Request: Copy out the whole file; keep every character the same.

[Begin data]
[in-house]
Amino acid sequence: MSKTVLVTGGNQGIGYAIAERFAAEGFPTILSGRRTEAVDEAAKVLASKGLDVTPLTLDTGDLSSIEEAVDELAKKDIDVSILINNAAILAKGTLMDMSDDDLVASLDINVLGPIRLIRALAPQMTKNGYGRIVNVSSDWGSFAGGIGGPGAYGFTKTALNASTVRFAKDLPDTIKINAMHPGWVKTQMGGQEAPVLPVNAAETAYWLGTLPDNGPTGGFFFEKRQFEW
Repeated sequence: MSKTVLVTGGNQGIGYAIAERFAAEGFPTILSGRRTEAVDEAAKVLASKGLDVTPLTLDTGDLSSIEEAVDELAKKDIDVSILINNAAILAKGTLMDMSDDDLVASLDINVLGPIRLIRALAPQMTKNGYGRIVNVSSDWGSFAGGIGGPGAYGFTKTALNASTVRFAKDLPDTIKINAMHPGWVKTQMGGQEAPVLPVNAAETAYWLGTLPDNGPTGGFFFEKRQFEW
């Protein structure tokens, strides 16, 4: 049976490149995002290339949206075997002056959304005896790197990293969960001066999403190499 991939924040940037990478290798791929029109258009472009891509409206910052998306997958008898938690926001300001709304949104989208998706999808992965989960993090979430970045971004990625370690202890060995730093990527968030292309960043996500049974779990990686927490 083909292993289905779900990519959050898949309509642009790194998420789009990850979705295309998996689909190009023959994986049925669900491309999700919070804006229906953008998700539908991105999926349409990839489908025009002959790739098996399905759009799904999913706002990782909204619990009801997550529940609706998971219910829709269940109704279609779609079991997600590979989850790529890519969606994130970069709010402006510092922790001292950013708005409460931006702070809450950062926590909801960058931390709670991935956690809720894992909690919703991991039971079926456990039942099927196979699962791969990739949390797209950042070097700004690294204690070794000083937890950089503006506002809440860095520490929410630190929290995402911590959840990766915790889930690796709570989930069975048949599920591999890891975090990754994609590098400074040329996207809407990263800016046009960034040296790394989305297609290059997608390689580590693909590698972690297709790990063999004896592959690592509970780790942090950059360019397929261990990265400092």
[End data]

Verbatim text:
[in-house]
Amino acid sequence: MSKTVLVTGGNQGIGYAIAERFAAEGFPTILSGRRTEAVDEAAKVLASKGLDVTPLTLDTGDLSSIEEAVDELAKKDIDVSILINNAAILAKGTLMDMSDDDLVASLDINVLGPIRLIRALAPQMTKNGYGRIVNVSSDWGSFAGGIGGPGAYGFTKTALNASTVRFAKDLPDTIKINAMHPGWVKTQMGGQEAPVLPVNAAETAYWLGTLPDNGPTGGFFFEKRQFEW
Repeated sequence: MSKTVLVTGGNQGIGYAIAERFAAEGFPTILSGRRTEAVDEAAKVLASKGLDVTPLTLDTGDLSSIEEAVDELAKKDIDVSILINNAAILAKGTLMDMSDDDLVASLDINVLGPIRLIRALAPQMTKNGYGRIVNVSSDWGSFAGGIGGPGAYGFTKTALNASTVRFAKDLPDTIKINAMHPGWVKTQMGGQEAPVLPVNAAETAYWLGTLPDNGPTGGFFFEKRQFEW
């Protein structure tokens, strides 16, 4: 049976490149995002290339949206075997002056959304005896790197990293969960001066999403190499 991939924040940037990478290798791929029109258009472009891509409206910052998306997958008898938690926001300001709304949104989208998706999808992965989960993090979430970045971004990625370690202890060995730093990527968030292309960043996500049974779990990686927490 083909292993289905779900990519959050898949309509642009790194998420789009990850979705295309998996689909190009023959994986049925669900491309999700919070804006229906953008998700539908991105999926349409990839489908025009002959790739098996399905759009799904999913706002990782909204619990009801997550529940609706998971219910829709269940109704279609779609079991997600590979989850790529890519969606994130970069709010402006510092922790001292950013708005409460931006702070809450950062926590909801960058931390709670991935956690809720894992909690919703991991039971079926456990039942099927196979699962791969990739949390797209950042070097700004690294204690070794000083937890950089503006506002809440860095520490929410630190929290995402911590959840990766915790889930690796709570989930069975048949599920591999890891975090990754994609590098400074040329996207809407990263800016046009960034040296790394989305297609290059997608390689580590693909590698972690297709790990063999004896592959690592509970780790942090950059360019397929261990990265400092």